Last night in my journal, I made this longing observation: “And then there are those who are humble enough to be truly effective servants in the work of God.”

The humble, meek, those of “low estate” are those that understand the reality of things as they really are, their utter dependence upon God, their own nothingness.

Reading “Meekness – A Dimension of True Discipleship” by Elder Neal A. Maxwell, I am realizing that there is something about the family life that I have created that is amiss.

I am taken back to this post about Mosiah 4:11-12. Then Moses 1:10 also reminds me of my own nothingness in comparison to God and his works. This reminder seems to be crucial to my understanding of meekness.

A Creed for Preparation

In light of new assignments, and stemming from recent conversations, and in light of scriptures such as this one:

But notwithstanding those things which are written, it always has been given to the aelders of my church from the beginning, and ever shall be, to bconduct all meetings as they are directed and guided by the Holy Spirit. (Doctrine and Covenants 46:2)

The need to be spiritually prepared is presently before me, as an ongoing and constant need. This need is not only in personal preparation, but now spreads to a larger realm of duty, for which I too must prepare.

To accomplish these ends, the proposed daily routine should include the following:

  • Review of General Handbook 2 instruction.
  • Review of Preach My Gospel instruction
  • General Conference Addresses
  • Scripture Mastery/Memorization

This should happen immediately following your half hour of personal study, on a daily basis for another half hour. Specific lesson preparations may be included as part of this time.

 

The natural man cannot see the opportunities to do good.

My brothers and sisters, I declare to you, however, that there is nothing which can bring more joy into our lives or more peace to our souls than the Spirit which can come to us as we follow the Savior and keep the commandments. That Spirit cannot be present at the kinds of activities in which so much of the world participates. (Pres. Thomas S. Monson, General Conference, October 2011, Sunday Morning Session)

I passed over the full implication of this statement in the first reading. Many activities that have to do with money and how to spend it, how to beautify one’s self, and one’s surroundings.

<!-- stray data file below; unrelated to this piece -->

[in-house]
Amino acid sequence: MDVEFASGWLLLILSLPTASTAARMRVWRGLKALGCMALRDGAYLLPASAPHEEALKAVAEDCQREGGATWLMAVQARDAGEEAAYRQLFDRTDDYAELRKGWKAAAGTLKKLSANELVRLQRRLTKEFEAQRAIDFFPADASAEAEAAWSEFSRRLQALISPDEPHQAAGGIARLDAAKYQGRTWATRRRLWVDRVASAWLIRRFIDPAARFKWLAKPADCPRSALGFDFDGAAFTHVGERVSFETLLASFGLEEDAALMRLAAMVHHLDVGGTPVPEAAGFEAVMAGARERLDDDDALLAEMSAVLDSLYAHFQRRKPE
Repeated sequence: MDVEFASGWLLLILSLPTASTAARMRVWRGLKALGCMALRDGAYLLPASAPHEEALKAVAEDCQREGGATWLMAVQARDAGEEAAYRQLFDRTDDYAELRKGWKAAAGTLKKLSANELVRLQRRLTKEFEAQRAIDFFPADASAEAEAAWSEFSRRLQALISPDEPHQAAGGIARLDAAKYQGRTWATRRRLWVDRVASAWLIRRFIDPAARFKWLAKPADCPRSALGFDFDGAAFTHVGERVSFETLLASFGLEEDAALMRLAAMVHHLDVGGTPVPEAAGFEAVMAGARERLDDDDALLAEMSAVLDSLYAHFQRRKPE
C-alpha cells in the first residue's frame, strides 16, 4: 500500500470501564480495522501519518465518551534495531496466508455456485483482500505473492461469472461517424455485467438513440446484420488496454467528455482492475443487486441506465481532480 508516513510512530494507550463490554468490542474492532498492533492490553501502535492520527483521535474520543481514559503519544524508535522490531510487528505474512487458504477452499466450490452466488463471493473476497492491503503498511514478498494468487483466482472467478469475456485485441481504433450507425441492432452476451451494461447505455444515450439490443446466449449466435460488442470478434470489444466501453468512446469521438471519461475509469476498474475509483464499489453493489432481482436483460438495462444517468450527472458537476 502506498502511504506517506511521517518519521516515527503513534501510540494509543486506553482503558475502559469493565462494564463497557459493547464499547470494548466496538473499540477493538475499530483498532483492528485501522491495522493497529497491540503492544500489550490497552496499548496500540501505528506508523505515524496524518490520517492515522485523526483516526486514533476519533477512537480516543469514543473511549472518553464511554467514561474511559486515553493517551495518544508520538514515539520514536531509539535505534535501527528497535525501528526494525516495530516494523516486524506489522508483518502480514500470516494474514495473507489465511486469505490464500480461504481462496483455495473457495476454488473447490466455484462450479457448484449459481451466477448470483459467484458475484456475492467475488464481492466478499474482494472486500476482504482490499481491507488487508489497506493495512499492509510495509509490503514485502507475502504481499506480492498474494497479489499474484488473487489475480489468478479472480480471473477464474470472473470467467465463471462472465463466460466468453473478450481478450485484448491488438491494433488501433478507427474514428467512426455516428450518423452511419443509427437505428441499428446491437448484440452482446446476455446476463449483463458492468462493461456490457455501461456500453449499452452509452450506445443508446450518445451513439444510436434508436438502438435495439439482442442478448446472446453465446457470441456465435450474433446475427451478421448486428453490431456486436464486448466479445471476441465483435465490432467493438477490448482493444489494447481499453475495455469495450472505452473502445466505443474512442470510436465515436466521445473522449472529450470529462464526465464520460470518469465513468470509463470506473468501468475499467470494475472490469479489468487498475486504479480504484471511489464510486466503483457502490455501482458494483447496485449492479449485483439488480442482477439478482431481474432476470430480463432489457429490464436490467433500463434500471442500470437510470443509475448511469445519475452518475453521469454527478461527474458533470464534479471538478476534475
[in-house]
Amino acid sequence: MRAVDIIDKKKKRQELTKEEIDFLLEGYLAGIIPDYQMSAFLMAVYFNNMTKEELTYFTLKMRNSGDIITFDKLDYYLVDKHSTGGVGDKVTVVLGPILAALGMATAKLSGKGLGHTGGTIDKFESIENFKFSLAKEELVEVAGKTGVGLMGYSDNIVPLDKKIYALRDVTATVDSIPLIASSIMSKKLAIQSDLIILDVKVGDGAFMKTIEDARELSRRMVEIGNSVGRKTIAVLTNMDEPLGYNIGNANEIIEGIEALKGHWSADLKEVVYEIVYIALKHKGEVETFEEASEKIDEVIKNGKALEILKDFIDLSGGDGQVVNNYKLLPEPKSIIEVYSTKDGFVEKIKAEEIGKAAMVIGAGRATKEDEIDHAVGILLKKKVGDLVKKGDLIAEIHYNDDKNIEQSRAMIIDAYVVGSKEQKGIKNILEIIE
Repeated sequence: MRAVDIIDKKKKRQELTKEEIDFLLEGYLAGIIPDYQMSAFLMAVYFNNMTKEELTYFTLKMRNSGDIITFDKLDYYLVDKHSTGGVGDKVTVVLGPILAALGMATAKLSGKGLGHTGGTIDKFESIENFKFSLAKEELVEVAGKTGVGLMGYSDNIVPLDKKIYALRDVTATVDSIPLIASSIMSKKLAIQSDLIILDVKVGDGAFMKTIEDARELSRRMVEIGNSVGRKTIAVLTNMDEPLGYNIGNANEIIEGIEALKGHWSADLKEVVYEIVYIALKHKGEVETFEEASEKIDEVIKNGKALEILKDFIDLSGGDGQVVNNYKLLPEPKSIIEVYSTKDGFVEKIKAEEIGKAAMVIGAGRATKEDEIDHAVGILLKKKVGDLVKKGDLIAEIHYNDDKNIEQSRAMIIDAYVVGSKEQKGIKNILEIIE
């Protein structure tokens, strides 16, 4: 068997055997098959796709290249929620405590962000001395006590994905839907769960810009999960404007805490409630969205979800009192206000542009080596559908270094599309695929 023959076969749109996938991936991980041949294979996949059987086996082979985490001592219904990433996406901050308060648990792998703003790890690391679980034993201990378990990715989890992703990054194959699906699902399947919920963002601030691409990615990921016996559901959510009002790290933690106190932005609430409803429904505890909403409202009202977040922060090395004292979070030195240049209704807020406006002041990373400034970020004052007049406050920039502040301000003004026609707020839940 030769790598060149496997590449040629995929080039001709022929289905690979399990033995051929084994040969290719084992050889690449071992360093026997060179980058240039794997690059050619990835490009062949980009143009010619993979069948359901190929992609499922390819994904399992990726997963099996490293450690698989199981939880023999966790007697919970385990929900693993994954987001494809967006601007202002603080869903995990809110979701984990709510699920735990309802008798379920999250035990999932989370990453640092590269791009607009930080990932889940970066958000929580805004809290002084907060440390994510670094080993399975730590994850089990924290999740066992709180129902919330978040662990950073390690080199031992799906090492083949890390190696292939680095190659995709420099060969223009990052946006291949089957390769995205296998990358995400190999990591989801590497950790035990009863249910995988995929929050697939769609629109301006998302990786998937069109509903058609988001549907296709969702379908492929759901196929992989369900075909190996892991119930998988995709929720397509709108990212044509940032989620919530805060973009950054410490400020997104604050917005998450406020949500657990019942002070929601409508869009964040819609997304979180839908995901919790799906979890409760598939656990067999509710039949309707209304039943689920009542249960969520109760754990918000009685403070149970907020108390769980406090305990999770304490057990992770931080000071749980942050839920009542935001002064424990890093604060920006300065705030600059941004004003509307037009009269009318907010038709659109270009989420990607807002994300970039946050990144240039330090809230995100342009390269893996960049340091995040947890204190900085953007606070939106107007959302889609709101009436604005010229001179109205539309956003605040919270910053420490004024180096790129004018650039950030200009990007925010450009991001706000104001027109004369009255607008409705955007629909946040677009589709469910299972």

I like the quote from CS Lewis where he talks about how our charitable contributions should cause us to experience a degree of discomfort or sacrifice. (Find the quote.) I also like the assurance recently offered by Pres. Eyering who reminded me of the words of other inspired leaders:

President Marion G. Romney said of welfare work, “You cannot give yourself poor in this work.” And then he quoted his mission president, Melvin J. Ballard, this way: “A person cannot give a crust to the Lord without receiving a loaf in return.”

 

I have found that to be true in my life. When I am generous to Heavenly Father’s children in need, He is generous to me.

 

A second gospel principle that has been a guide to me in welfare work is the power and blessing of unity. When we join hands to serve people in need, the Lord unites our hearts. President J. Reuben Clark Jr. put it this way: “That giving has … brought … a feeling of common brotherhood as men of all training and occupation have worked side by side in a Welfare garden or other project.”

 

(Pres. Henry B. Eyering, General Conference, April 2011,  Saturday Morning Session)

 

To Do: I am reminded of the importance of studying and understanding welfare principles. I need to become better minded in these matters.

5.2 Convert Retention

Three things that converts, and all members of the Church, need to stay active:

  1. friendship
  2. opportunities to mature and serve in the Church
  3. nourishing by the word of God.

Bishopric’s responsibilities to accomplish this includes

  • facilitating fellowshipping opportunities
  • assigning callings to each new adult member.
  • ordaining worthy male converts to priesthood office.

Ward Council helps by discussing ways to help new members feel:

  • the love of other members.
  • the joy of serving in the Lord’s kingdom.
  • the peace that comes from living gospel principles.

Ward council can also discuss possible service opportunities in family history or temple work.

The bulk of the work of convert and new member retention should rest on the Priesthood and Auxiliary Leaders.

Gospel Principles Class should be attended by new converts for a few months. No specific time frame is given beyond that. It impresses me that there should be an emphasis on teaching from the Book of Mormon in this class using it as the main support to the lesson manual. Another aspect of this class is to encourage members to be reading regularly from the Book of Mormon.